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In 1992, the Petes d-man was selected by the Vancouver Canucks in the NHL Entry Draft. After three seasons with the AHL’s Syracuse Crunch, Tully spent six seasons playing professional hockey in Germany, returning to Peterborough in 2002.

Now, Tully currently serves as a Director of the Ontario Hockey Association and is a head coach with the Peterborough Minor Hockey Club. The Petes alumnus recently reflected on his experience as a general manager and coach in modern-day minor hockey. 

 Unanticipated Success

Tully was hired by the Jr. A Cobourg Cougars as Assistant General Manager in 2011. In his first season with the Cougars, he largely sat back and observed the entire operation before identifying where he could best help. The following summer, Tully’s duties evolved and he began scouting and taking to the ice as a coach. His promotion wouldn’t end there, as Cougars Governer, Marc Mercier announced on February 1, 2014, that Tully would be their new General Manager.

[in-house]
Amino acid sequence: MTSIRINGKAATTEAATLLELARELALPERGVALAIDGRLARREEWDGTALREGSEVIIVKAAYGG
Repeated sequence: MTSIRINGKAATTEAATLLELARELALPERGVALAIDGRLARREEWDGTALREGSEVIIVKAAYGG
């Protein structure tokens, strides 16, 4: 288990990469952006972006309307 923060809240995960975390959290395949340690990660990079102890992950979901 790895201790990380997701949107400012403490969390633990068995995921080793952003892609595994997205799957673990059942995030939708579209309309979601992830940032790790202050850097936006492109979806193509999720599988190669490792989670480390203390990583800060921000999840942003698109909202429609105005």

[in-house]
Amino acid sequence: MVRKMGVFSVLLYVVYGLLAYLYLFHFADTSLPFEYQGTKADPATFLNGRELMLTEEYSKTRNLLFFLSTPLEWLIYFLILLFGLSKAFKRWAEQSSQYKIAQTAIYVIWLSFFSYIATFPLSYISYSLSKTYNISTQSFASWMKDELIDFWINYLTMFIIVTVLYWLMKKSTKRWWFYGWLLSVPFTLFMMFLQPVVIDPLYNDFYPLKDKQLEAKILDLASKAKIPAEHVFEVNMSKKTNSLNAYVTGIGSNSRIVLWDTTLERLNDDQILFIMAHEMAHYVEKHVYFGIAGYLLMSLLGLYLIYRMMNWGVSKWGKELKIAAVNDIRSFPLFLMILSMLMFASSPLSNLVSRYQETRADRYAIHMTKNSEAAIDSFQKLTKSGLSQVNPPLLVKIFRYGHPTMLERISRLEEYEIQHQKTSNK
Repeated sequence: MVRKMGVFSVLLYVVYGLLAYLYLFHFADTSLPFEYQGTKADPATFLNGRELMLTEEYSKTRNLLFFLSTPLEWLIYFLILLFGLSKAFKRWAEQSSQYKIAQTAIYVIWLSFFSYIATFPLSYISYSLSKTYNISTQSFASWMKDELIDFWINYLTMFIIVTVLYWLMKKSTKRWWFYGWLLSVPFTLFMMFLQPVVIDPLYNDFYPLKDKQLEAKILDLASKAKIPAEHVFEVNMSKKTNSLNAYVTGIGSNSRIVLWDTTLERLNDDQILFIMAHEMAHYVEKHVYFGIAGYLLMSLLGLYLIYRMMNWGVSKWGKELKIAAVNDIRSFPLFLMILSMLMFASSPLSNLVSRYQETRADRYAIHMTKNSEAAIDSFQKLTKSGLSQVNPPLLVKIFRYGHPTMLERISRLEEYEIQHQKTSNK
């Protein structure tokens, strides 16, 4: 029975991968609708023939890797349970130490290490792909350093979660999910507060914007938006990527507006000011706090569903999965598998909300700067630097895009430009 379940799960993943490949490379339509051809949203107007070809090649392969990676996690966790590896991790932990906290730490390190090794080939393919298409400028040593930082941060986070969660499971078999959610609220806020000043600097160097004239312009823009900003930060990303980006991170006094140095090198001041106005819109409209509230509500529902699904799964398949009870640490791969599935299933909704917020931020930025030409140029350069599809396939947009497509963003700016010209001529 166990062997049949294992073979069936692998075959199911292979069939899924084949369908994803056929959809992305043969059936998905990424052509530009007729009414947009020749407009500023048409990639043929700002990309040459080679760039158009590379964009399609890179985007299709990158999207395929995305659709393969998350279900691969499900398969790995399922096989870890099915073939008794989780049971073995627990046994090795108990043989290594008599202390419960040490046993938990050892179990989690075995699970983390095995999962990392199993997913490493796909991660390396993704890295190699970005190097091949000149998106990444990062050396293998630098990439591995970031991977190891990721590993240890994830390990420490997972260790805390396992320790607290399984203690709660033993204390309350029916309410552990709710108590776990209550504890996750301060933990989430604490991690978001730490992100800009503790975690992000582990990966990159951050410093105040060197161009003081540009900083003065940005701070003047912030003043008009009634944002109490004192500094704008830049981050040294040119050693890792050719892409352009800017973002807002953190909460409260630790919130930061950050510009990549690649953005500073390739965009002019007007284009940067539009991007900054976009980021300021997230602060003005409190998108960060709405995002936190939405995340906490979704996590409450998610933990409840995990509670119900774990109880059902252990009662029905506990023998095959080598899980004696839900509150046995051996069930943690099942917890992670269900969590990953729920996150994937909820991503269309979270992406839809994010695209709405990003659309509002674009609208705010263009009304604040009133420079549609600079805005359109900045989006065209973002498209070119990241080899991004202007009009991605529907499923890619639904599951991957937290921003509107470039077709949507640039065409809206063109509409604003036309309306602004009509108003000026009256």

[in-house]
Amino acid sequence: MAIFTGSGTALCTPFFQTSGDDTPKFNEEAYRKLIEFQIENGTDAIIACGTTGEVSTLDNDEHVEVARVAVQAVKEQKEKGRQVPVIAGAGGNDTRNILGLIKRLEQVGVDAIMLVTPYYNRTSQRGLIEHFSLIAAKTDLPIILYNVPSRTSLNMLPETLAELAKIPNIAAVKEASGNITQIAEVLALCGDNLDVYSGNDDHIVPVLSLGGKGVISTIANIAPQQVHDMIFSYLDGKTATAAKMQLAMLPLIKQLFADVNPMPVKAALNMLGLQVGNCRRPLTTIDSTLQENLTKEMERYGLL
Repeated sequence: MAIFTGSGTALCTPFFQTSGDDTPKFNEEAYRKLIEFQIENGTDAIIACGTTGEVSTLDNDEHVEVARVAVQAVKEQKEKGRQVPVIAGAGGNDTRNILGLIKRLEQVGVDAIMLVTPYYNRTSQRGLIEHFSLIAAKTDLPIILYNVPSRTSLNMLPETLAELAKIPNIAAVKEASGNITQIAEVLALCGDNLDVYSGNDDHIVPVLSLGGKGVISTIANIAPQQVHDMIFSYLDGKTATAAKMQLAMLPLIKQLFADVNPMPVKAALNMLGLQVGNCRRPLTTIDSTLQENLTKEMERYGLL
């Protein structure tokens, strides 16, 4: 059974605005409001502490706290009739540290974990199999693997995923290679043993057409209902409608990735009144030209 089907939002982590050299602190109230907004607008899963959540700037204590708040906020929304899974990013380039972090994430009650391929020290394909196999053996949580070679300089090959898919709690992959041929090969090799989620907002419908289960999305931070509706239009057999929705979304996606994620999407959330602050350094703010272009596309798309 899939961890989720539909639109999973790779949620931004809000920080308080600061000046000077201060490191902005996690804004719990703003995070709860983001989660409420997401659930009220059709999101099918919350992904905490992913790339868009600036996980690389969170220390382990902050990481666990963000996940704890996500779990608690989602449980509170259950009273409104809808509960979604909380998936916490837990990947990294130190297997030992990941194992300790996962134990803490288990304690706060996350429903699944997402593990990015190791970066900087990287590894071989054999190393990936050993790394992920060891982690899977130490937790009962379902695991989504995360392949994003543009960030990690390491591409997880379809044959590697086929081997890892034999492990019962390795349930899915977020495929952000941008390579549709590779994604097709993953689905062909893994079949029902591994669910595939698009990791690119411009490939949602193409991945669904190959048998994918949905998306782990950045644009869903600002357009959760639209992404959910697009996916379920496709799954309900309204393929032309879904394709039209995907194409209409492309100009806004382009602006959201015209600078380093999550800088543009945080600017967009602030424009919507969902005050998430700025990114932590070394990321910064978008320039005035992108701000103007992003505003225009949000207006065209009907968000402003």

“I took some time to think about it,” explains Tully. 

His time as a General Manager would peak in May 2017 when the club won the RBC Cup as Canada’s national Junior A hockey champions on home soil. Tully earned the major title alongside fellow Petes alumnus, John Druce who served as head coach that season.

“At the time I had no idea we’d end up getting the opportunity to bid and then host the RBC Cup. It finished obviously very well and was a huge experience.”

Tull briefly considered pursuing management in hockey at a higher level, but eventually returned to the rink with the purpose of giving back, rather than in the form of a career.